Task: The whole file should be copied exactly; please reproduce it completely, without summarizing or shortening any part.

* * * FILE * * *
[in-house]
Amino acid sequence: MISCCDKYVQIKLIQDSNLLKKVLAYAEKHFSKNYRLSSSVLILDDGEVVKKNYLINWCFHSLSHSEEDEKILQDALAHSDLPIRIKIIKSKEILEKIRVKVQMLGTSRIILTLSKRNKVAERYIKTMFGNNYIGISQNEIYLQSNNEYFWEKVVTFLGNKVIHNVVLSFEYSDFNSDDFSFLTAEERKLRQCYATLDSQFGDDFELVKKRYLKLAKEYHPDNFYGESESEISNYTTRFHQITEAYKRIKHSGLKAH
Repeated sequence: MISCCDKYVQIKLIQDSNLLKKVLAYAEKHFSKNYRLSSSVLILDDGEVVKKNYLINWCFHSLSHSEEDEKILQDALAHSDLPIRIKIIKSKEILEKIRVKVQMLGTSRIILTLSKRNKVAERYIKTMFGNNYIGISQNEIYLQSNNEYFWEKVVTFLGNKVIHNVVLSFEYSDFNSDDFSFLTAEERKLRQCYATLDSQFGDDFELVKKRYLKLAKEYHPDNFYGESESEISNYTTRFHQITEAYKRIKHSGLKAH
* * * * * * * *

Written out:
[in-house]
Amino acid sequence: MISCCDKYVQIKLIQDSNLLKKVLAYAEKHFSKNYRLSSSVLILDDGEVVKKNYLINWCFHSLSHSEEDEKILQDALAHSDLPIRIKIIKSKEILEKIRVKVQMLGTSRIILTLSKRNKVAERYIKTMFGNNYIGISQNEIYLQSNNEYFWEKVVTFLGNKVIHNVVLSFEYSDFNSDDFSFLTAEERKLRQCYATLDSQFGDDFELVKKRYLKLAKEYHPDNFYGESESEISNYTTRFHQITEAYKRIKHSGLKAH
Repeated sequence: MISCCDKYVQIKLIQDSNLLKKVLAYAEKHFSKNYRLSSSVLILDDGEVVKKNYLINWCFHSLSHSEEDEKILQDALAHSDLPIRIKIIKSKEILEKIRVKVQMLGTSRIILTLSKRNKVAERYIKTMFGNNYIGISQNEIYLQSNNEYFWEKVVTFLGNKVIHNVVLSFEYSDFNSDDFSFLTAEERKLRQCYATLDSQFGDDFELVKKRYLKLAKEYHPDNFYGESESEISNYTTRFHQITEAYKRIKHSGLKAH